Table of Contents
Let’s assume you created a disk image with
dd on a linux computer like
$ sudo dd if=/dev/sda of=disk.img bs=4M status=progress conv=fsync
There are several partitions in that image and we want to access the linux
filesystem on it. For reference, I’ll bring in some old backup I made from a
Raspberry Pi. That backup is taken from a 8GB sdcard, which is 2.6GB compressed
When uncompressed, look at the partition table with fdisk:
$ fdisk -l disk.img Festplatte disk.img: 7,4 GiB, 7948206080 Bytes, 15523840 Sektoren Einheiten: Sektoren von 1 * 512 = 512 Bytes Sektorgröße (logisch/physikalisch): 512 Bytes / 512 Bytes E/A-Größe (minimal/optimal): 512 Bytes / 512 Bytes Festplattenbezeichnungstyp: dos Festplattenbezeichner: 0x1b7f4bbb Gerät Boot Anfang Ende Sektoren Größe Kn Typ disk.img1 8192 532479 524288 256M c W95 FAT32 (LBA) disk.img2 532480 15523839 14991360 7,1G 83 Linux
We will refer to this output later again.
Using losetup #
The output of fdisk is not that important to us, unless we have an unknown disk image that we need to inspect first. I already know the partitions. The first is the FAT32 partition used for UEFI and the second is the root file system.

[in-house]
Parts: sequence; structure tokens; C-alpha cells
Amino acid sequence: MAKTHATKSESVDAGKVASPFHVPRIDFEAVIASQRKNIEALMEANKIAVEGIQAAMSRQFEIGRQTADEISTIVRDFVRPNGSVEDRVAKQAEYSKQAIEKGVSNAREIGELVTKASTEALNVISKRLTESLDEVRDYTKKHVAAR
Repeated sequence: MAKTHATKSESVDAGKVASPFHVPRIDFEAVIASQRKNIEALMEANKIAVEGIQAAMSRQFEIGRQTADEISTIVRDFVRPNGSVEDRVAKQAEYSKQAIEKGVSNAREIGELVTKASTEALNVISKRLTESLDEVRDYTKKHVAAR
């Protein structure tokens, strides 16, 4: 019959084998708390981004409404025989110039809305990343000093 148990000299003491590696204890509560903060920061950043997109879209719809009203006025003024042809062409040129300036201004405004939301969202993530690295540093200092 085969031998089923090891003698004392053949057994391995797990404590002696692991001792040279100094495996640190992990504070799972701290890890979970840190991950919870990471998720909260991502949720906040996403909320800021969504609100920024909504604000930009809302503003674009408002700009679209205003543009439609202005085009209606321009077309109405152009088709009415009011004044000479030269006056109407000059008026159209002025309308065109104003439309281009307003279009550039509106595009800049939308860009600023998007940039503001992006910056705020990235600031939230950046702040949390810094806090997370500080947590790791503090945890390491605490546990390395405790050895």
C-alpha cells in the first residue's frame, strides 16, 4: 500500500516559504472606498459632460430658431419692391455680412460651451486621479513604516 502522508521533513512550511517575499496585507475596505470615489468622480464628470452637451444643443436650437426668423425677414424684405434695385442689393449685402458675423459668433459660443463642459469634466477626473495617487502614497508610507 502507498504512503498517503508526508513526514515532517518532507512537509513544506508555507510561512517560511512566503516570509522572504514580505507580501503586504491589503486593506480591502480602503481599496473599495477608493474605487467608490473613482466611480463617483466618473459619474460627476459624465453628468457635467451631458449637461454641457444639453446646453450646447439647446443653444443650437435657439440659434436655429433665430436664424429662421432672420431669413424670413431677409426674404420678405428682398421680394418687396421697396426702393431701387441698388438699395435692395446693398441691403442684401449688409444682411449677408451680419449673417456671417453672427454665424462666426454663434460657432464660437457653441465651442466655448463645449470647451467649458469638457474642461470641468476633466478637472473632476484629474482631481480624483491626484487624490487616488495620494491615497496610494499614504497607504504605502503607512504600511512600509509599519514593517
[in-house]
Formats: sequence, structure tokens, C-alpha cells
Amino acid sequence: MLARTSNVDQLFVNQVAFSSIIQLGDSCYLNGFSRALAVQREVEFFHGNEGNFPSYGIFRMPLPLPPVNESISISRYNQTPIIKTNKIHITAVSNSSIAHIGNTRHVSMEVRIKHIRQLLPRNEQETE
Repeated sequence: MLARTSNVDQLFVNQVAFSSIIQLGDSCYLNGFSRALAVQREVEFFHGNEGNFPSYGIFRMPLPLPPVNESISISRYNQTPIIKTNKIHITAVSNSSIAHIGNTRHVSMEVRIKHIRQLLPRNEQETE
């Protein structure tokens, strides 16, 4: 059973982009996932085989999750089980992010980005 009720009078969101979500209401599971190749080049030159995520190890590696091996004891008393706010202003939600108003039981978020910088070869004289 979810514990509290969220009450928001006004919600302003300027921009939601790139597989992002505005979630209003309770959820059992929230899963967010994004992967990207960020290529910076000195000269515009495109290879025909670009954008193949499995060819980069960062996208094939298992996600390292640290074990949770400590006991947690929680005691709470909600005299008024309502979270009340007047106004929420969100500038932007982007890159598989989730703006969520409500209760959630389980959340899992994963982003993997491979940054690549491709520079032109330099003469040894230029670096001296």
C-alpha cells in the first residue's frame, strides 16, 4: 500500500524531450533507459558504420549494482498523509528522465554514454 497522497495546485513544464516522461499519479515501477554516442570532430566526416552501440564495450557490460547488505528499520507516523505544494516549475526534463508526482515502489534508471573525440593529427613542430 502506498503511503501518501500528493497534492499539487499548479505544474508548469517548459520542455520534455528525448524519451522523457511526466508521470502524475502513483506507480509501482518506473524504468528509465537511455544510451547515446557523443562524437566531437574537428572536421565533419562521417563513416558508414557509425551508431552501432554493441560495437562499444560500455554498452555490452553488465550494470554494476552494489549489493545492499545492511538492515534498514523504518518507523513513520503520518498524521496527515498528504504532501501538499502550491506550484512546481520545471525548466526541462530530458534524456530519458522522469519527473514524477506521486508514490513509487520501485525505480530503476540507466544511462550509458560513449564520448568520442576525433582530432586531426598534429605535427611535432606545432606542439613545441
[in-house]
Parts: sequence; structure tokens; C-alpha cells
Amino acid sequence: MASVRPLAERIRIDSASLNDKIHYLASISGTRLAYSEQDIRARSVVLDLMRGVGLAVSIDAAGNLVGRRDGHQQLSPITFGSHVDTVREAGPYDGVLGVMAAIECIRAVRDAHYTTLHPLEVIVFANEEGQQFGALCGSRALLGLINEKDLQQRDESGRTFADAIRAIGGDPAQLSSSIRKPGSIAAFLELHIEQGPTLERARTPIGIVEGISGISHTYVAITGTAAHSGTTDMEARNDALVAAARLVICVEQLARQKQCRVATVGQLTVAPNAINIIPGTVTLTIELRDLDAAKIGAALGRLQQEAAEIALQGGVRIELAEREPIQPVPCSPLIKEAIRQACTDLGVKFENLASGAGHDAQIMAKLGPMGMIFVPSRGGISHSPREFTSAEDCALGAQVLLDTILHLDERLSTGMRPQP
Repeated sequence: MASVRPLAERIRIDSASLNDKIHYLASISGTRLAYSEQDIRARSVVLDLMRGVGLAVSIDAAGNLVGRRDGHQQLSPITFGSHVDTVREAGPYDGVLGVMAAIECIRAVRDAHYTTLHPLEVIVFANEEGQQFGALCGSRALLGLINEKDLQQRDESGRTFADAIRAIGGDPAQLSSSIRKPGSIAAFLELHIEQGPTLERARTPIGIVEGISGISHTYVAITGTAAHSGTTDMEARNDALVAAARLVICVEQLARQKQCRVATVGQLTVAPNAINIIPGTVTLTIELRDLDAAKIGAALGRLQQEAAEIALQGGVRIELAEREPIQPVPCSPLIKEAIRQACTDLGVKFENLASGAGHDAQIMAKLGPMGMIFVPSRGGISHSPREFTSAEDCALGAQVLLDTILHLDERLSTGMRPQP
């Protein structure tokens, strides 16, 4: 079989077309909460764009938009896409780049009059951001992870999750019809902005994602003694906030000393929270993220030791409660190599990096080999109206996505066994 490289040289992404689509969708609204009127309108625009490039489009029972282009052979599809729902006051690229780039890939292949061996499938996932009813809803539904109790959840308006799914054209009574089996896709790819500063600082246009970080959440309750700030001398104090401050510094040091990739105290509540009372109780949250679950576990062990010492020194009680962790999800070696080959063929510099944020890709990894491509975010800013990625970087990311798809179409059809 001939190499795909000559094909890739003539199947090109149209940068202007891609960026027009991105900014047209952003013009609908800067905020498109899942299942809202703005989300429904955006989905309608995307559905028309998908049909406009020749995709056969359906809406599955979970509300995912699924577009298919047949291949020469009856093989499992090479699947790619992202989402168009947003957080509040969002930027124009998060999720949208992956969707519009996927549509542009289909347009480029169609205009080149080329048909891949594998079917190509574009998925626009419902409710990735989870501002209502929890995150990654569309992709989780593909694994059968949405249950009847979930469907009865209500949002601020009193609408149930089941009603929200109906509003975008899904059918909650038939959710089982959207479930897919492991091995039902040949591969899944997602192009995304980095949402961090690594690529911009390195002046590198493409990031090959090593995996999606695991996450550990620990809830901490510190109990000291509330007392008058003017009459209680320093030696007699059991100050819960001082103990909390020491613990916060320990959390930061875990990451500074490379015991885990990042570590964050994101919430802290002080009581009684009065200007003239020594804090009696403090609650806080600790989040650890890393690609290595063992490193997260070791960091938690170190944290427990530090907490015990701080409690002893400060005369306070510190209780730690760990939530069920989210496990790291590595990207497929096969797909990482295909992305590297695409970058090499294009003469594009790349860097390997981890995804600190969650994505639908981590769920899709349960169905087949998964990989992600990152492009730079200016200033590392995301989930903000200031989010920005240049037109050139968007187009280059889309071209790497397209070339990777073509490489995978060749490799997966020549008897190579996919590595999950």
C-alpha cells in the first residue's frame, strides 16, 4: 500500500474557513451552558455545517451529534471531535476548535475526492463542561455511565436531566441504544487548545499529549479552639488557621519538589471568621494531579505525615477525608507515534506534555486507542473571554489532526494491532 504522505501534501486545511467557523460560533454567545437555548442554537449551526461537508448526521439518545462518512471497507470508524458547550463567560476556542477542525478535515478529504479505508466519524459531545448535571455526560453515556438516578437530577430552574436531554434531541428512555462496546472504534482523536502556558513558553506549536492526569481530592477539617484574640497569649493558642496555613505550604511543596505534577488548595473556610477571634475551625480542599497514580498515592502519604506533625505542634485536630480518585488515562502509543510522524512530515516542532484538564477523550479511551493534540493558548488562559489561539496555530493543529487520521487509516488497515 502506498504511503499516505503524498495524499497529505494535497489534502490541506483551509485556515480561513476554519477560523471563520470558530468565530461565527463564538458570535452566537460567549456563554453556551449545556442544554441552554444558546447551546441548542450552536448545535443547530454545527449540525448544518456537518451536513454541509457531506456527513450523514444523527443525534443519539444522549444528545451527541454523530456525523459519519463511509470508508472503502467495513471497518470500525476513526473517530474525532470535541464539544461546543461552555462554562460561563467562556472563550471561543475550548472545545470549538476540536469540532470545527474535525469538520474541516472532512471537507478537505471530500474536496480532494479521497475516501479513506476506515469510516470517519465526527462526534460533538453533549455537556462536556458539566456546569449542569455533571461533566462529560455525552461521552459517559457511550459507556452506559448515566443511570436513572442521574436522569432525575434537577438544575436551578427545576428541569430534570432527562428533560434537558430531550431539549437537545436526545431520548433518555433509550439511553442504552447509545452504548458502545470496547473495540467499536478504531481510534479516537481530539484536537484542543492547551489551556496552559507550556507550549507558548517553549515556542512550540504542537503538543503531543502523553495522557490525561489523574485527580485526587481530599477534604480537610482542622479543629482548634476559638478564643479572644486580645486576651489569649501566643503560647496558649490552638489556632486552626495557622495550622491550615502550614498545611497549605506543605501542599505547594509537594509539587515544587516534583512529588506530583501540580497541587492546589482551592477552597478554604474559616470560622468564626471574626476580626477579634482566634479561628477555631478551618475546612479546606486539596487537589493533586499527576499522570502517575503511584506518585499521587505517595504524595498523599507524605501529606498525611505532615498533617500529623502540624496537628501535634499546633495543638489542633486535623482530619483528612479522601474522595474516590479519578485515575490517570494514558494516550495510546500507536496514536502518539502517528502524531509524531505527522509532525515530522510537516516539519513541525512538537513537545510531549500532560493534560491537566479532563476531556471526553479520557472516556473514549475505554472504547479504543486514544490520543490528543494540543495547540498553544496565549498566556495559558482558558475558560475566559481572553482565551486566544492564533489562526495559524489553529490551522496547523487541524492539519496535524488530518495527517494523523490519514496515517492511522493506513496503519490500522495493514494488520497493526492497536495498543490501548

Creating and mounting the loop device #
$ sudo losetup --partscan --find --show disk.img /dev/loop1
The second line is the output of the program. I used losetup already today, so
this is not loop0 but loop1. You may get
Mount the new virtual loop device to the directory that you like. This is
~/tmp in my case.
$ sudo mount /dev/loop1p2 tmp
Removing the loop device #
$ sudo umount tmp $ sudo losetup -d /dev/loop1
From the output above, we see that
532480 is the starting unit of the linux
filesystem in this image file. Further above you see the Units (Einheiten):
1 Unit is 1 sector of 512 Bytes.
I use a german speaking computer, so you might look for Start or Offset or Beginning—you know what to look for…
We calculate the needed offset like:
532480 * 512 = 272629760
And the resulting command is
$ sudo mount -o loop,offset=272629760 disk.img tmp/
A remount is simple as
$ sudo umount tmp
When do you need this stuff #
I often create quick and dirty (big) card images from my Raspberry Pies. They are saved and easy to copy over to another storage (because they are a single file).
If you have less space,
dd is probably not the best method to create a disk
partimage for example creates images from partitions, but it only
saves the used data from that partition. Those images are smaller.